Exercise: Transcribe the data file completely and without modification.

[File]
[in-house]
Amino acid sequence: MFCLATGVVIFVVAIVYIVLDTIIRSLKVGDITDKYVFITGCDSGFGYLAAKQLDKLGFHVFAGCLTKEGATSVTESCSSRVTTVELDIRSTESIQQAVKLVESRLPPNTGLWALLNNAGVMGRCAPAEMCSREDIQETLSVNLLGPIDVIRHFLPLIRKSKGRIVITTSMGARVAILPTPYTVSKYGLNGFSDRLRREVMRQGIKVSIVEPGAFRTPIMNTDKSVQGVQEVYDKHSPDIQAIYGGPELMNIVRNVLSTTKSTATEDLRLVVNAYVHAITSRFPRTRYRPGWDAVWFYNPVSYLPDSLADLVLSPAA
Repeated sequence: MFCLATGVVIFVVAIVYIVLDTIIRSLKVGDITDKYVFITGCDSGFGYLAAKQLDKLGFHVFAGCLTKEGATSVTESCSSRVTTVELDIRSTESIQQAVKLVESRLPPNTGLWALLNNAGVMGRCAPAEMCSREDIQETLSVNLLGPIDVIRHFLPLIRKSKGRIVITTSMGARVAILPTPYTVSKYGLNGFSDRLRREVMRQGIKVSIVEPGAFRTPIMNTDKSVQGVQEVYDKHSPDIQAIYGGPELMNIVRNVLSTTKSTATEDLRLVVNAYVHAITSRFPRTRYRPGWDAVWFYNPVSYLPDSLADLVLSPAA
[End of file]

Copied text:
[in-house]
Amino acid sequence: MFCLATGVVIFVVAIVYIVLDTIIRSLKVGDITDKYVFITGCDSGFGYLAAKQLDKLGFHVFAGCLTKEGATSVTESCSSRVTTVELDIRSTESIQQAVKLVESRLPPNTGLWALLNNAGVMGRCAPAEMCSREDIQETLSVNLLGPIDVIRHFLPLIRKSKGRIVITTSMGARVAILPTPYTVSKYGLNGFSDRLRREVMRQGIKVSIVEPGAFRTPIMNTDKSVQGVQEVYDKHSPDIQAIYGGPELMNIVRNVLSTTKSTATEDLRLVVNAYVHAITSRFPRTRYRPGWDAVWFYNPVSYLPDSLADLVLSPAA
Repeated sequence: MFCLATGVVIFVVAIVYIVLDTIIRSLKVGDITDKYVFITGCDSGFGYLAAKQLDKLGFHVFAGCLTKEGATSVTESCSSRVTTVELDIRSTESIQQAVKLVESRLPPNTGLWALLNNAGVMGRCAPAEMCSREDIQETLSVNLLGPIDVIRHFLPLIRKSKGRIVITTSMGARVAILPTPYTVSKYGLNGFSDRLRREVMRQGIKVSIVEPGAFRTPIMNTDKSVQGVQEVYDKHSPDIQAIYGGPELMNIVRNVLSTTKSTATEDLRLVVNAYVHAITSRFPRTRYRPGWDAVWFYNPVSYLPDSLADLVLSPAA